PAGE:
An anonymous reader quotes a report from BuzzFeed News: When Mxolosi saw a Tecno W2 smartphone in a store in Johannesburg, South Africa, he was attracted to its looks and functionality. But what really drew him in was the price, roughly $30 — far less than comparable models from Samsung, Nokia, or Huawei, Africa’s other top brands. It was another sale for Transsion, the Chinese company that makes Tecno and other low-priced smartphones, as well as basic handsets, for the developing world. Since releasing its first smartphone in 2014, the upstart has grown to become Africa’s top handset seller, beating out longtime market leaders Samsung and Nokia. But its success can come at a price. Mxolosi, an unemployed 41-year-old, became frustrated with his Tecno W2. Pop-up ads interrupted his calls and chats. He’d wake up to find his prepaid data mysteriously used up and messages about paid subscriptions to apps he’d never asked for.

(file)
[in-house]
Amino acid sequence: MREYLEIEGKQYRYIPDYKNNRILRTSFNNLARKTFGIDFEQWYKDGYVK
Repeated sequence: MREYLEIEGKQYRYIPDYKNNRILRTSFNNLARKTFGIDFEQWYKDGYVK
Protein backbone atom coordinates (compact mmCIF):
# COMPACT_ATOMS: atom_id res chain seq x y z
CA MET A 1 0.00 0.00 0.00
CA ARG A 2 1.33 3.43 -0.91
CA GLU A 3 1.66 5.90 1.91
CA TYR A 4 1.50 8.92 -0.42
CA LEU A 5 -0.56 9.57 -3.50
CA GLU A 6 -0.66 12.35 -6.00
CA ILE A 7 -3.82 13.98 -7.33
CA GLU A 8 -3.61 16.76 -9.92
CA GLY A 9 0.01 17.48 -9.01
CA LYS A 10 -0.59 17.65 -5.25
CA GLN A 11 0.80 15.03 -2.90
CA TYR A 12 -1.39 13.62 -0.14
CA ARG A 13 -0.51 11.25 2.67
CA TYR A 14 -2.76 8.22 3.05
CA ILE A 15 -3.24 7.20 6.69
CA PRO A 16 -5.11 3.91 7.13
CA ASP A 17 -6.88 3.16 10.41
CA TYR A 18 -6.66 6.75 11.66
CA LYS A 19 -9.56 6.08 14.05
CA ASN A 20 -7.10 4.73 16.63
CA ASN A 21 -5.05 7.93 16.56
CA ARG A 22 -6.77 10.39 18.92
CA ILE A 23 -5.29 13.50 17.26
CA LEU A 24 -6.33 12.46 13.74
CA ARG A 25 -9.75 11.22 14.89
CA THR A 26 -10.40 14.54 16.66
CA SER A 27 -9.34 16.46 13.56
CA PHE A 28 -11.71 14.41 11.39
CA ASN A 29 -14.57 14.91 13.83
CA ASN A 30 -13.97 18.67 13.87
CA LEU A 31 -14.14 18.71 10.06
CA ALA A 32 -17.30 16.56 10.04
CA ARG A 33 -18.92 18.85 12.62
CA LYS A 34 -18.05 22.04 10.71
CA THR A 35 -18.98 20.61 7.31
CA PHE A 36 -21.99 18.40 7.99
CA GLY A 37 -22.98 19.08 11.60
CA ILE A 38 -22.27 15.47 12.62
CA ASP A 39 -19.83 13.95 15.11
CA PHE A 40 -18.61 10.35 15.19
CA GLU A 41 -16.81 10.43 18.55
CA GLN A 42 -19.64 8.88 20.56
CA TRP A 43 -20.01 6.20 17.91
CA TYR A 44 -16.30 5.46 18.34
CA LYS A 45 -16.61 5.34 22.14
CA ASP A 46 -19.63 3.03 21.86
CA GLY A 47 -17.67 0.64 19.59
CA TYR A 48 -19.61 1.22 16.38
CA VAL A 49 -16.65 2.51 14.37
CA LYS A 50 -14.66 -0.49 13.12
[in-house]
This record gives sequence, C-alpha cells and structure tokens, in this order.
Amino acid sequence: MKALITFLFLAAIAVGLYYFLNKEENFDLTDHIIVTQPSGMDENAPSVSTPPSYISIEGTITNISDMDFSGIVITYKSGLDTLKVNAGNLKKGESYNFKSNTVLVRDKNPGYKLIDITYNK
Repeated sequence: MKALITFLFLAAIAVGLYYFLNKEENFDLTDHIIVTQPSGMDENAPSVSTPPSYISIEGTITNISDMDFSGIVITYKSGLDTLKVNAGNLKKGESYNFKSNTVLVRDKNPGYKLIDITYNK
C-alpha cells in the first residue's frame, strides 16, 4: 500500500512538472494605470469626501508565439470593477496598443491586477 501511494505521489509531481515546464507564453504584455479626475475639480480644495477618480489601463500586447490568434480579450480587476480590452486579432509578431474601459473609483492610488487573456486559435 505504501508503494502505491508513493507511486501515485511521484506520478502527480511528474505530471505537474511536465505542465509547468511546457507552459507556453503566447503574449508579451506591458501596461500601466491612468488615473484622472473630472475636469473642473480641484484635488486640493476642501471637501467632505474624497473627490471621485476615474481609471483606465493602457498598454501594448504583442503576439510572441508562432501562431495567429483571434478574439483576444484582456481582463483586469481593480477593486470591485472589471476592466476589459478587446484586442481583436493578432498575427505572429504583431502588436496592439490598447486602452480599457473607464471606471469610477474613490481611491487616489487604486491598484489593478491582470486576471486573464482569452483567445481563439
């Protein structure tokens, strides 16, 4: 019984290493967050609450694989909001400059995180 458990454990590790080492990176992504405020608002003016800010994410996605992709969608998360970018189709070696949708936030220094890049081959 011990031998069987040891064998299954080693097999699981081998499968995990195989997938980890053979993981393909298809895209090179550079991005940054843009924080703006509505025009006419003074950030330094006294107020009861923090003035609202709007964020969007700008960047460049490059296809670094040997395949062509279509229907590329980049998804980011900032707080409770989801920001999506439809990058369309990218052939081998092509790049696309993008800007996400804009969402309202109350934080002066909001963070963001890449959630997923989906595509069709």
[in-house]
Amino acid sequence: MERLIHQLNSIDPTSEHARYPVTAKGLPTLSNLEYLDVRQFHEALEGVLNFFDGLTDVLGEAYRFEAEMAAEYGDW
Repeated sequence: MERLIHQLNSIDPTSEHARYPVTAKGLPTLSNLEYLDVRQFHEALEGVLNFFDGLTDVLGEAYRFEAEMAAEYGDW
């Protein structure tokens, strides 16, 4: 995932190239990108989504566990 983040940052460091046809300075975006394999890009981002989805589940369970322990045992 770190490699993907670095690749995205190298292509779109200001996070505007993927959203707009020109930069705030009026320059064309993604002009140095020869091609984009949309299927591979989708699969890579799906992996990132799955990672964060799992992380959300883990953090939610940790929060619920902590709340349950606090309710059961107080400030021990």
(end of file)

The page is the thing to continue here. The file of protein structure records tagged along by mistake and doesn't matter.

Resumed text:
He thought it might be his fault, but according to an investigation by Secure-D, a mobile security service, and BuzzFeed News, software embedded in his phone right out of the box was draining his data while trying to steal his money. Mxolosi’s Tecno W2 was infected with xHelper and Triada, malware that secretly downloaded apps and attempted to subscribe him to paid services without his knowledge. Secure-D’s system, which mobile carriers use to protect their networks and customers against fraudulent transactions, blocked 844,000 transactions connected to preinstalled malware on Transsion phones between March and December 2019. Secure-D Managing Director Geoffrey Cleaves told BuzzFeed News that Mxolosi’s data was used up by the malware as it attempted to subscribe him to paid services. Along with South Africa, Tecno W2 phones in Ethiopia, Cameroon, Egypt, Ghana, Indonesia, and Myanmar were infected.
Read more of this story at Slashdot.